Short steps to reading a paper. Part 15: The conclusions
This is the last post in our series of short steps to reading a paper. We hope that you have found them useful. We will put them in one long course when we get time, as this will make the series easier to read. This is on how I read the conclusions of a paper.
Reading the conclusions.
This is a simple step. If you have read and interpreted the paper, then you don’t really need to read the conclusions. You will have reached your own opinion on the value of the research.
I am not being facetious in these comments. I frequently find that authors will not necessarily base their conclusions on their findings and this can be misleading for readers. This is why you should read the whole paper and not just the abstract and the conclusions.
Some may feel that we have been too basic in this series on research interpretation. However, we have really just looked at the important pointers to assess the quality of the research that we all try to read. We hope that you have found it useful.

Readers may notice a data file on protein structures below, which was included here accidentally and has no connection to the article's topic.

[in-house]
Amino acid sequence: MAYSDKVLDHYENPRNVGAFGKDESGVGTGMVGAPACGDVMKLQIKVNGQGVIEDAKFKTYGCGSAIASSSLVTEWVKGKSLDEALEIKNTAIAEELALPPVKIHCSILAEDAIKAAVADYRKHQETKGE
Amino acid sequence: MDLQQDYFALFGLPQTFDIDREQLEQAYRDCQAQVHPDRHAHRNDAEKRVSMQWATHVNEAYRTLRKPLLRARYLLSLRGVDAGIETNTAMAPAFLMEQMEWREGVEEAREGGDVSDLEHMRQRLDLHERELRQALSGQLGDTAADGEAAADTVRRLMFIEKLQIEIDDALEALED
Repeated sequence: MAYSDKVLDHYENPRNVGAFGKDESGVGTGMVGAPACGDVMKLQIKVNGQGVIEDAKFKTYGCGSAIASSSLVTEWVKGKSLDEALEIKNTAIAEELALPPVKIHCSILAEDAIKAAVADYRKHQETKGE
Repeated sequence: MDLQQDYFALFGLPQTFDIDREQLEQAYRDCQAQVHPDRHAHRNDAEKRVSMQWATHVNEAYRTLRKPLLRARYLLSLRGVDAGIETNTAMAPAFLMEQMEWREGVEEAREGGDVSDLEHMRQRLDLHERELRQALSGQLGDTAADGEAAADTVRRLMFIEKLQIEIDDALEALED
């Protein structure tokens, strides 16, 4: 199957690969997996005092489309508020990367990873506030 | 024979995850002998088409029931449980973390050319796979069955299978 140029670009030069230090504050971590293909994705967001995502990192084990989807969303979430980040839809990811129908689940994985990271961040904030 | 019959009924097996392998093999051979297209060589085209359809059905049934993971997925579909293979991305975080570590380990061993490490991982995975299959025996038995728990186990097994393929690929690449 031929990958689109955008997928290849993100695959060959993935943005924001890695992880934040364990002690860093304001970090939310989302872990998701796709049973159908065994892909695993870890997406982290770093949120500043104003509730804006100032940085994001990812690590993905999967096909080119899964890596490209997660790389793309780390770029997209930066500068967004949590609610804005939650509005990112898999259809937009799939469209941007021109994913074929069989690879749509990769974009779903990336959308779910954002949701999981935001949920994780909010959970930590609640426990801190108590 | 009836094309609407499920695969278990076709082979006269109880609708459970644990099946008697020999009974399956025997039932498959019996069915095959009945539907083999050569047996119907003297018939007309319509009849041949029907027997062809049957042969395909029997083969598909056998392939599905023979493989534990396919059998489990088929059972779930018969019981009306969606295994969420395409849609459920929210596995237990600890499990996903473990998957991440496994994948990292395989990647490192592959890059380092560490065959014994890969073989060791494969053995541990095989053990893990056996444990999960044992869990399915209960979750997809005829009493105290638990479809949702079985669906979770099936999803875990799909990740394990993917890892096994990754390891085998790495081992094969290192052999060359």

Emeritus Professor of Orthodontics, University of Manchester, UK.
Have your say!
For those of us who graduated many years ago and struggle to understand the contents of the last few ,excellent blogs ,on this site,there is an answer!
The you tube presentations (by an ortho resident ,I believe)labelled “mental dental”are excellent.Appropriate title if ever there was one!They cover all aspects of dentistry which is a great review for more senior practitioners.They cover and refresh basic areas of ortho.eg.growth and development.The portions on study design are in the practice management section and the oral radiology section is excellent.Hope this helps.
I have found them of immense use and a terrific review.They are also short and easily understood which is just fine for me !